Civilians are in great danger of being targeted with acts of sexual violence in the new wave of fighting taking place in the province of North Kivu, in northeastern Democratic Republic of Congo, says UN Special Representative on Sexual Violence in Conflict, Margot Wallström. She is supported by the UN Security Council who has urged all armed groups to ”immediately cease all forms of violence…lay down their arms and demobilize”.

The fighting in North Kivu resumed a couple of weeks ago, when fractions from the former armed group CNDP, who was integrated with the Congolese government forces as part of the peace treaty in 2009, broke out of the army to again form its own militia. The increased violence has forced thousands of civilians to flee from their homes. Goma – the main city in North Kivu – has up to date recieved over 15 000 IDP:s (Internally Displaced Persons).

The Congolese women- and peace organisation CAFED -  Collectif des Associations des Femmes pour le Développement – who has visited refugee camps outside of Goma, reports that the refugees haven’t recieved any help, not even food or basic hygiene products. Several women among the refugees where survivors of sexual violence and many hade seen their husbands getting killed.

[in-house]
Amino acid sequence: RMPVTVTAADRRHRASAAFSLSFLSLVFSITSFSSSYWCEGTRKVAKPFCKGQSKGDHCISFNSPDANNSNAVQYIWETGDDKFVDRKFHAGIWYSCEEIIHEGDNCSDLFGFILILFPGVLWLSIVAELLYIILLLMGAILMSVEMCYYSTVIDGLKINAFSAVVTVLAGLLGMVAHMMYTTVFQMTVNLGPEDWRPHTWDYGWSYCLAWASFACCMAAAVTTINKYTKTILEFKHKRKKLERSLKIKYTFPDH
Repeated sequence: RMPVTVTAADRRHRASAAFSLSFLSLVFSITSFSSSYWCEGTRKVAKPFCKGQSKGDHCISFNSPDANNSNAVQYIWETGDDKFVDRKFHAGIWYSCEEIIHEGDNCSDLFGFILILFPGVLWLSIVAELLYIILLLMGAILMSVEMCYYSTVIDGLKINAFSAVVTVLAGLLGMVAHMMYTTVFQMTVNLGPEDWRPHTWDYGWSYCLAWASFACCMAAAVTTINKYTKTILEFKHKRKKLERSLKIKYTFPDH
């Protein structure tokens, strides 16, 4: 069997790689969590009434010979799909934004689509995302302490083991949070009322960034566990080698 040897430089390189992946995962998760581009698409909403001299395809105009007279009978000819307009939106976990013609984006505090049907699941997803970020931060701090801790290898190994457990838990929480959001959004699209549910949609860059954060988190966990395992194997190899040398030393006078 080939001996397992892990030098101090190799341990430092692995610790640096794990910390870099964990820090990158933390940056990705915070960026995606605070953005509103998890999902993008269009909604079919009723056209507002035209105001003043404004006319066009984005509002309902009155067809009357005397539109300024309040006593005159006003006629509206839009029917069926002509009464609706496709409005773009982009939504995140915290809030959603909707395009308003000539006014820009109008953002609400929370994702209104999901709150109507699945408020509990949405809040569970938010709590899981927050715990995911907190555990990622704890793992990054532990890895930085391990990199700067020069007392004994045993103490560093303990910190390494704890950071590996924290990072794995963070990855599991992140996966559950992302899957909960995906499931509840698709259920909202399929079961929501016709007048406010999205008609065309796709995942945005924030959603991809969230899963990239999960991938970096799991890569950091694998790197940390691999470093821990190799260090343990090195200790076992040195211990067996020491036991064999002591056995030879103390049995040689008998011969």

Same perpetrators

- Once again, a new wave of violence is being perpetrated by actors such as the Mai Mai leader Sheka Ntabo Ntaberi and General Bosco Ntaganda, both of whom have been sanctioned by the United Nations Security Council for various violations including sexual violence crimes, said Margot Wallström.

Bosco Ntaganda, who became a leader within the government forces after the peace treaty, was the former leader of CNDP and has been indicted by the International Criminal Court (ICC) for war crimes.

Some of the now targeted villages, in the Walikali territory, were as late as in July and August 2010 the scenes of horrendous crimes, when more than 380 women, men and children were subjected to sexual violence by the Mai Mai Sheka group. And the whole history of conflict in DR Congo is filled with acts of rape and sexual violence. More than 400,000 women ages 15 to 49 experienced rape between 2006 and 2007. That is equivalent to 1,152 women raped every day, 48 women raped every hour, or four women raped every five minutes. (If Numbers Could Scream: Estimates and Determinants of Sexual Violence in the Republic of the Congo, American Public Health Association, 2011)

International campaign against rape

Because of this, DR Congo is also one of four focus countries in a new international campaign initiatied by the Nobel Women’s Peace Initiative: Stop rape and gender violence in conflict.

The campaign calls for: